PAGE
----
I’ll try to summarize the key points here once more.
Information is physical complexity which may occur through natural causes or crafted by intelligent agents. How can one determine when information is generated by an intelligent agent? Meyer focuses his book on the ID claim that when information is complex and specified, it necessarily comes from an intelligent source. Information, he states, can be specified either by being “functional” or by having “meaning.” He shows that DNA information is of the “functional” type.
The question is raised here whether Meyer has adequately demonstrated the claim that both “functional” and “meaning” type of information must come from intelligence. I suggest that only the “meaning” part has that characteristic and not the purely “functional.” The rationale is that “meaning” is the abstract significance applied to a physical configuration, a feat characteristic of intelligence. All the examples Meyer brings forth to demonstrate how information comes from an intelligent source involve “meaning” or a mixture of “meaning” and “function.” Functional configurations can occur in nature that are quite complex and need not have an intelligent source. This leaves open the question of whether DNA information was derived from an intelligent source.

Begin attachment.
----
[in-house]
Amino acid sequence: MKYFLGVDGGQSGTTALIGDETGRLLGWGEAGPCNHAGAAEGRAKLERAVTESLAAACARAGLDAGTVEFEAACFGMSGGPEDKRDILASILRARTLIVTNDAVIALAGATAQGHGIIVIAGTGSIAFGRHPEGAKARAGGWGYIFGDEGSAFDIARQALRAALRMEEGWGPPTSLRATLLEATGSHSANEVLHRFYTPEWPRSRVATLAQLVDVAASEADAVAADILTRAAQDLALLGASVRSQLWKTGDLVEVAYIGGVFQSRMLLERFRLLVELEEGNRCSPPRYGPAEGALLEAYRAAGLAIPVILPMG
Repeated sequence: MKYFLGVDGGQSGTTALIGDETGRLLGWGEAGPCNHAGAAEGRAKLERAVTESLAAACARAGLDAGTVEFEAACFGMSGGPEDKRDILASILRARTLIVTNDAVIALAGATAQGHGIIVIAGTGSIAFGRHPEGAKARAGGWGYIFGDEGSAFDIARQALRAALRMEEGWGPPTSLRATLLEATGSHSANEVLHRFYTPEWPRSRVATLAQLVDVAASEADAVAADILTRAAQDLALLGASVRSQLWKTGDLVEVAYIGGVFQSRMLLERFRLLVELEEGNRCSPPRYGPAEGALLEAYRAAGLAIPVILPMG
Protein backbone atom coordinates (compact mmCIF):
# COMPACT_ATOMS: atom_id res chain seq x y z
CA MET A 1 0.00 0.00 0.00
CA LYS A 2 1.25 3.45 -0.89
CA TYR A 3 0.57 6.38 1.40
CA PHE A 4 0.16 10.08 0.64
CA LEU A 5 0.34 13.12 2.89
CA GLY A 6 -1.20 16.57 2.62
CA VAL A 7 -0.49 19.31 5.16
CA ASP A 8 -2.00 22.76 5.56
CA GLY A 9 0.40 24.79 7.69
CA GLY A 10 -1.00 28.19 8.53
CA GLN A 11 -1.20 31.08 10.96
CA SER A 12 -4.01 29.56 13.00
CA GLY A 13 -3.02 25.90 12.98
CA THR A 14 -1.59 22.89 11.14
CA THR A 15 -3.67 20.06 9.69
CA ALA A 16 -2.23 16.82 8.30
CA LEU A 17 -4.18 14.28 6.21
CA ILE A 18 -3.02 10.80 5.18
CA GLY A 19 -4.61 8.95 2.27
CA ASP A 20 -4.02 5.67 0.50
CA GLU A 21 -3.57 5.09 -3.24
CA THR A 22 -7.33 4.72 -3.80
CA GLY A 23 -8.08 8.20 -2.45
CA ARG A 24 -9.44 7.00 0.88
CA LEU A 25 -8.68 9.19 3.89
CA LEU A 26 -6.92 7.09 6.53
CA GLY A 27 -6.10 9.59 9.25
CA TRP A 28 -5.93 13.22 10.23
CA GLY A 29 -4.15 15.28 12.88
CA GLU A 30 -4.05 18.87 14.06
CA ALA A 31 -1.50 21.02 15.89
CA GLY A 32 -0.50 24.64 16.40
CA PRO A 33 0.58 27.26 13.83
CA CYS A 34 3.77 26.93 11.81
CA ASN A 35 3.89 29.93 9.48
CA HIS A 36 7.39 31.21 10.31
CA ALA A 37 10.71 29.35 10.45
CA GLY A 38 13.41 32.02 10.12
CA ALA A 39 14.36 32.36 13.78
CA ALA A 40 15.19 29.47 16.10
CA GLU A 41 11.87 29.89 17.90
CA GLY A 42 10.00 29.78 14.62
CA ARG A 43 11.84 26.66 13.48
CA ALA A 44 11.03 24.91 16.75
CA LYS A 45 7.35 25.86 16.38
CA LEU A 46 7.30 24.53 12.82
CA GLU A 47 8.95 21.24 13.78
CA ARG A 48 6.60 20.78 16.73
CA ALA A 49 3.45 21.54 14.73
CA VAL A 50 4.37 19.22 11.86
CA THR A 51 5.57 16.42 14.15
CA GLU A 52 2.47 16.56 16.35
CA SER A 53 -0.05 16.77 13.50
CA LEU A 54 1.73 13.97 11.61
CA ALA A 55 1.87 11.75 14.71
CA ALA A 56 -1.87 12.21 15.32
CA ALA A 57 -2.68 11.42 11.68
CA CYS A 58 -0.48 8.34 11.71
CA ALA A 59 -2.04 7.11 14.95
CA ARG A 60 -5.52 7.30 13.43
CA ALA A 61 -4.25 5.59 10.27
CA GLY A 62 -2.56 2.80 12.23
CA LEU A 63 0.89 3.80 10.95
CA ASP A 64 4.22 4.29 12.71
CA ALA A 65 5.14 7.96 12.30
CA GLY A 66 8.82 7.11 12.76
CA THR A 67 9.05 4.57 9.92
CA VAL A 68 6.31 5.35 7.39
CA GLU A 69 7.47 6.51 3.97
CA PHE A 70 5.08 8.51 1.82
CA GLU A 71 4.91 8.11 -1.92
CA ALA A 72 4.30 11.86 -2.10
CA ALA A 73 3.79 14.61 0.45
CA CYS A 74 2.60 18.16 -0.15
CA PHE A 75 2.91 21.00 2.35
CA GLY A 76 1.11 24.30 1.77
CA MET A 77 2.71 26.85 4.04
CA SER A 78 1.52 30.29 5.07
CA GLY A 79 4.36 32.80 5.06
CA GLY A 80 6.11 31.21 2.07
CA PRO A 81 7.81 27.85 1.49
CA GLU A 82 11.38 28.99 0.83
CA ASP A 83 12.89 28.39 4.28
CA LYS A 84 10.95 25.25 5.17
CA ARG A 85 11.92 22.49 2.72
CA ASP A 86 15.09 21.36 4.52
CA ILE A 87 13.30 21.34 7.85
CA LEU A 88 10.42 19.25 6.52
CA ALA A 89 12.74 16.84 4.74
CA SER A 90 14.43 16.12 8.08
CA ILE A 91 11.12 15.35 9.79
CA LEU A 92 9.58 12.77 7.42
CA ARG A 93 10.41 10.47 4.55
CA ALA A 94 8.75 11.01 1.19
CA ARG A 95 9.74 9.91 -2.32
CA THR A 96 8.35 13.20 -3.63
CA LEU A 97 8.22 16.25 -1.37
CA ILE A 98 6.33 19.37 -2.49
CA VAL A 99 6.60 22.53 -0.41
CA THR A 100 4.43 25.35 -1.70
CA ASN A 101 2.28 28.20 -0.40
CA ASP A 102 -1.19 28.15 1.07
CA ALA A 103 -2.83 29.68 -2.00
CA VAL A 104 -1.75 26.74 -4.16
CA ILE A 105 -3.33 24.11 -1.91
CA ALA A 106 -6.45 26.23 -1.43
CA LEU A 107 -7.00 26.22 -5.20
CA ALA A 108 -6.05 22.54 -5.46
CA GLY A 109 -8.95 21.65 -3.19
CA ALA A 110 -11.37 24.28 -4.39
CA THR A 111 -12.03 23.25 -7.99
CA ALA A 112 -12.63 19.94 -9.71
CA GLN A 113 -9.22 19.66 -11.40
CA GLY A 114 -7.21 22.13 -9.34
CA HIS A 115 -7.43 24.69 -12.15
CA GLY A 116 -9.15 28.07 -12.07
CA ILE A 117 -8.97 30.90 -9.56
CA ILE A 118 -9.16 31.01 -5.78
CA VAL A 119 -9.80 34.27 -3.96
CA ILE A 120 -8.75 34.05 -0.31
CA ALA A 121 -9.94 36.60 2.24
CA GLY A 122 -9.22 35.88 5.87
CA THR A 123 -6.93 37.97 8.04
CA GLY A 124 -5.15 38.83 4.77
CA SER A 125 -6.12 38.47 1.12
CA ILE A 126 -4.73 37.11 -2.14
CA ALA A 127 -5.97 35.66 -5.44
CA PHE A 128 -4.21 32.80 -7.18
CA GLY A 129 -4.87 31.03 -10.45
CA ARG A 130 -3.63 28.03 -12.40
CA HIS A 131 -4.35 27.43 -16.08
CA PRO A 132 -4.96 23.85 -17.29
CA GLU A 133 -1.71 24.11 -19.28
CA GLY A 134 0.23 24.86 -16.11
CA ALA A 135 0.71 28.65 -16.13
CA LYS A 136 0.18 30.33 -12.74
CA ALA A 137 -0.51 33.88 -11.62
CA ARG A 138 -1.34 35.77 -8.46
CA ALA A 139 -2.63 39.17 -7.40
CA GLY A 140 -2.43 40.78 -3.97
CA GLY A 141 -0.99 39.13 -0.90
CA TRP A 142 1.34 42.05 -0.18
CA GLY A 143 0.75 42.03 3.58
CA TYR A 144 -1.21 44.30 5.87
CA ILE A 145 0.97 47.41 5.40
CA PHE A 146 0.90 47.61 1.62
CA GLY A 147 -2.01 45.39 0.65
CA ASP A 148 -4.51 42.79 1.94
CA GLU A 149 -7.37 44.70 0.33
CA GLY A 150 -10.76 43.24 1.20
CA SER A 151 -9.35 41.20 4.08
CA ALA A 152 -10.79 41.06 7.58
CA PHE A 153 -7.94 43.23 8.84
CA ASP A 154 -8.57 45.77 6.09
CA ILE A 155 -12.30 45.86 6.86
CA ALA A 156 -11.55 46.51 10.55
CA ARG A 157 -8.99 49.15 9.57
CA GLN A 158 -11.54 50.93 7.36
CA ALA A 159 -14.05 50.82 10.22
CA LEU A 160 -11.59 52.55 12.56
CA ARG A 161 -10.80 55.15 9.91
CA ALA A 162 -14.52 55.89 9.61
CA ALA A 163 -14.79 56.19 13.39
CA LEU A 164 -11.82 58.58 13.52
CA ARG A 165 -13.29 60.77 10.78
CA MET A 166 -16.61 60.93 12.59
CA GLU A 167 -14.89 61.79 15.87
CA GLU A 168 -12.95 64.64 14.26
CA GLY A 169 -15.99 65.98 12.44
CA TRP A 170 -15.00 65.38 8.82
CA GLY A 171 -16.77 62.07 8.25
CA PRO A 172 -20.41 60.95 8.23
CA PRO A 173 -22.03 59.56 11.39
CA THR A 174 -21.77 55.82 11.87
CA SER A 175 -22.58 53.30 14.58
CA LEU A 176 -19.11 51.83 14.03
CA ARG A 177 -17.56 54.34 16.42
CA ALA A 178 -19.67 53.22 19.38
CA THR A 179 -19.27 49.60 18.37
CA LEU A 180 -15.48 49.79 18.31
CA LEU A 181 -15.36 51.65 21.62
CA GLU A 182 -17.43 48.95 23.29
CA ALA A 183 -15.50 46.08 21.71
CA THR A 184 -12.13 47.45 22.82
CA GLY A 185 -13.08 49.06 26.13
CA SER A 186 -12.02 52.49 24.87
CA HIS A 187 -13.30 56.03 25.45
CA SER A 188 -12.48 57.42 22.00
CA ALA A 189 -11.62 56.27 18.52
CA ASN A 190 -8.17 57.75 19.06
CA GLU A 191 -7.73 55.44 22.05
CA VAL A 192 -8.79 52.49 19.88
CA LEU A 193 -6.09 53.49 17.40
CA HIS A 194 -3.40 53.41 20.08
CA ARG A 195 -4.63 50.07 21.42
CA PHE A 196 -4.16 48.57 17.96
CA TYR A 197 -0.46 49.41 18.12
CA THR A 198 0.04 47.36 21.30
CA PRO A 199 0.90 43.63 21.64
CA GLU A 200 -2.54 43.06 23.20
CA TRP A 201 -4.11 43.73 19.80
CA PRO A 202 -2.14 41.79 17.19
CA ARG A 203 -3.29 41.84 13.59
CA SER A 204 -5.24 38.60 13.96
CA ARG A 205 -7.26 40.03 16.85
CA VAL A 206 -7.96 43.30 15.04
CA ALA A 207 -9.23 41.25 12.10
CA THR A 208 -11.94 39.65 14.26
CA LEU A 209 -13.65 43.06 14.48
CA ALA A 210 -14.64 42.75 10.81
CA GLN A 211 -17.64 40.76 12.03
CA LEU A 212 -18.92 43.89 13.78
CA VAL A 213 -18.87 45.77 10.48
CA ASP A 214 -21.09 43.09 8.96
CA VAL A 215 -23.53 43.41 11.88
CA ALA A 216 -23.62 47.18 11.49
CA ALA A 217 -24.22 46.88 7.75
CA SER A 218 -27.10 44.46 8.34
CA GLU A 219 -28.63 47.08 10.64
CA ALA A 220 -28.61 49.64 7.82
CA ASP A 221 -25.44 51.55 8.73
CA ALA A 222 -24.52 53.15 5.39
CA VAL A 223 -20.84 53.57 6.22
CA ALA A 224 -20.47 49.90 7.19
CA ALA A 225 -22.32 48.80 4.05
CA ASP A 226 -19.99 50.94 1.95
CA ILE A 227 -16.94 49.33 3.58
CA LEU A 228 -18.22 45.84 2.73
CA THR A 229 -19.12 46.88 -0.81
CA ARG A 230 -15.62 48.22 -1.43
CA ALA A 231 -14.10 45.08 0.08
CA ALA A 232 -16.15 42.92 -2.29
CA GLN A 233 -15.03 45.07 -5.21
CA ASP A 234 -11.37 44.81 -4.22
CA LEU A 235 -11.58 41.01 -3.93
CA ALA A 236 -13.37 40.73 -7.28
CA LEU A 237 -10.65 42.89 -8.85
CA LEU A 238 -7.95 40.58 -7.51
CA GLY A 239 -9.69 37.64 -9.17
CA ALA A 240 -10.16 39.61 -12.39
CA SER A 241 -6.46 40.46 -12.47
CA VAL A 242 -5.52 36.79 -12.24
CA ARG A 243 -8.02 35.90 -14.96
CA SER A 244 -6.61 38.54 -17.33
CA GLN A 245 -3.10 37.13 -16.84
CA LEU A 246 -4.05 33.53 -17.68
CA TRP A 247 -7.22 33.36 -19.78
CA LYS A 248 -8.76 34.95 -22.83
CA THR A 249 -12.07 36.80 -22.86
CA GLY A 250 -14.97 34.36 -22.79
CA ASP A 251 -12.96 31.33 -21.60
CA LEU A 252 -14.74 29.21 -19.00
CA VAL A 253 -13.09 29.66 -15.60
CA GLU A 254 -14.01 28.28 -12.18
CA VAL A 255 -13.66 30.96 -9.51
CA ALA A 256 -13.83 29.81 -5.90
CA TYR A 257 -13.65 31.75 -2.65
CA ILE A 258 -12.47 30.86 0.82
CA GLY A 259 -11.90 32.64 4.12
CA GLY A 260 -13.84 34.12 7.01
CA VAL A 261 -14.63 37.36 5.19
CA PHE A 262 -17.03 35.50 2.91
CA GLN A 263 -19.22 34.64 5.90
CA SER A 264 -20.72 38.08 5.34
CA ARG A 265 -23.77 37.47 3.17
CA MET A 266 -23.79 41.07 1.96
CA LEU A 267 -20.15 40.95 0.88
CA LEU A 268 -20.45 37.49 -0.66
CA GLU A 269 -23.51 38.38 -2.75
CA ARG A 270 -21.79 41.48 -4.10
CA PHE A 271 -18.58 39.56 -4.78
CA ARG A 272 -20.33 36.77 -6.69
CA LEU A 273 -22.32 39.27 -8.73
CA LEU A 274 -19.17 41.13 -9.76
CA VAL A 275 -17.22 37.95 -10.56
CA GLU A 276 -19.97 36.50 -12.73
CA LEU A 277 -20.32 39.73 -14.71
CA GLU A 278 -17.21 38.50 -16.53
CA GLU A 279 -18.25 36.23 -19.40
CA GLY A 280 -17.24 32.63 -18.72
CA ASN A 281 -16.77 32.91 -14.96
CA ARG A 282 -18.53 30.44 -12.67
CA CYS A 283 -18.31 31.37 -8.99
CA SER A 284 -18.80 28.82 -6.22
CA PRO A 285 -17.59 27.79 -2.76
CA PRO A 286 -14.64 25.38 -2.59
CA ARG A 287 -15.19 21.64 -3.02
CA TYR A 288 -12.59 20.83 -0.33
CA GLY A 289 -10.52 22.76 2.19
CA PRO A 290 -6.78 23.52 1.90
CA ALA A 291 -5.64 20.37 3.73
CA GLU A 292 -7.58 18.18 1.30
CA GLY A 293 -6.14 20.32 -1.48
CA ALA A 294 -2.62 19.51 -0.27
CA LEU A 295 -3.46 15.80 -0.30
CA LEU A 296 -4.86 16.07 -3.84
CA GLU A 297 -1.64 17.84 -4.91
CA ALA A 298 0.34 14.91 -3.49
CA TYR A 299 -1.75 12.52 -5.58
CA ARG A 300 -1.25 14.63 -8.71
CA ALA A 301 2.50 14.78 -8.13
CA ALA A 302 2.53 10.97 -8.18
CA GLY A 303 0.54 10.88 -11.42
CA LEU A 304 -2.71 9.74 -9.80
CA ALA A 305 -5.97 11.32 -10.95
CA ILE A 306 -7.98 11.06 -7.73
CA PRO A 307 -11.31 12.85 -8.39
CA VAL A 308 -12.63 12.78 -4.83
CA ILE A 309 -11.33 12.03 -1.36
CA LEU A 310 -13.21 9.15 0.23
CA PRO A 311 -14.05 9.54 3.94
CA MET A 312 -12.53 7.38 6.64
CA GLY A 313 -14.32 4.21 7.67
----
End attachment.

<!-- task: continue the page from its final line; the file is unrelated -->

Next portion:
The second claim examined in the lecture deals with the post on historical causal analysis. To be scientific, a claim for having detected a designer for some event, must involve a designer whose existence and means of design must be independently observable. An indeterminate designer does not meet that criterion.